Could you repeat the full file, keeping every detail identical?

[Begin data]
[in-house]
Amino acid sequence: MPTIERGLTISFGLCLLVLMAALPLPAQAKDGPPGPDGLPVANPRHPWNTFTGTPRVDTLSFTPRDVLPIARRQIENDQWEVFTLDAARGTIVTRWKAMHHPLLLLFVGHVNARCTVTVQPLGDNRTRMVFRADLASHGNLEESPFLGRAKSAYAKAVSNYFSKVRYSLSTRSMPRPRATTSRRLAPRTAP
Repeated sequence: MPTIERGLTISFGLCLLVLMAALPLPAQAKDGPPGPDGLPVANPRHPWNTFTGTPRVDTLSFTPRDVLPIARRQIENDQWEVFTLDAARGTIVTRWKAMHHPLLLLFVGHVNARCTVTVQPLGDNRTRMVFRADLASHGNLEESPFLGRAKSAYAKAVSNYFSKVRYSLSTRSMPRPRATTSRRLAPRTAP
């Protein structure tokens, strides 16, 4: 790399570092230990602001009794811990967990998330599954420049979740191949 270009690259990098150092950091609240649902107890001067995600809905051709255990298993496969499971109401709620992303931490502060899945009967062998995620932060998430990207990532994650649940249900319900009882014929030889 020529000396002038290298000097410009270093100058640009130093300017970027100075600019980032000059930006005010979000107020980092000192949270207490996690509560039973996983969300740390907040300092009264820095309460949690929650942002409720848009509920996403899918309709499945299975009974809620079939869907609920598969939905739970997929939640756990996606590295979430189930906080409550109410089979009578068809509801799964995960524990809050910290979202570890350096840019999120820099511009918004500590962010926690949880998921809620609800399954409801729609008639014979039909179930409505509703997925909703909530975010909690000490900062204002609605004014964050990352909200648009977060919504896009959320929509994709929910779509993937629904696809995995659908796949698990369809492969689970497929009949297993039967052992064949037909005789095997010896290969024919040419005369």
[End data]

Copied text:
[in-house]
Amino acid sequence: MPTIERGLTISFGLCLLVLMAALPLPAQAKDGPPGPDGLPVANPRHPWNTFTGTPRVDTLSFTPRDVLPIARRQIENDQWEVFTLDAARGTIVTRWKAMHHPLLLLFVGHVNARCTVTVQPLGDNRTRMVFRADLASHGNLEESPFLGRAKSAYAKAVSNYFSKVRYSLSTRSMPRPRATTSRRLAPRTAP
Repeated sequence: MPTIERGLTISFGLCLLVLMAALPLPAQAKDGPPGPDGLPVANPRHPWNTFTGTPRVDTLSFTPRDVLPIARRQIENDQWEVFTLDAARGTIVTRWKAMHHPLLLLFVGHVNARCTVTVQPLGDNRTRMVFRADLASHGNLEESPFLGRAKSAYAKAVSNYFSKVRYSLSTRSMPRPRATTSRRLAPRTAP
């Protein structure tokens, strides 16, 4: 790399570092230990602001009794811990967990998330599954420049979740191949 270009690259990098150092950091609240649902107890001067995600809905051709255990298993496969499971109401709620992303931490502060899945009967062998995620932060998430990207990532994650649940249900319900009882014929030889 020529000396002038290298000097410009270093100058640009130093300017970027100075600019980032000059930006005010979000107020980092000192949270207490996690509560039973996983969300740390907040300092009264820095309460949690929650942002409720848009509920996403899918309709499945299975009974809620079939869907609920598969939905739970997929939640756990996606590295979430189930906080409550109410089979009578068809509801799964995960524990809050910290979202570890350096840019999120820099511009918004500590962010926690949880998921809620609800399954409801729609008639014979039909179930409505509703997925909703909530975010909690000490900062204002609605004014964050990352909200648009977060919504896009959320929509994709929910779509993937629904696809995995659908796949698990369809492969689970497929009949297993039967052992064949037909005789095997010896290969024919040419005369």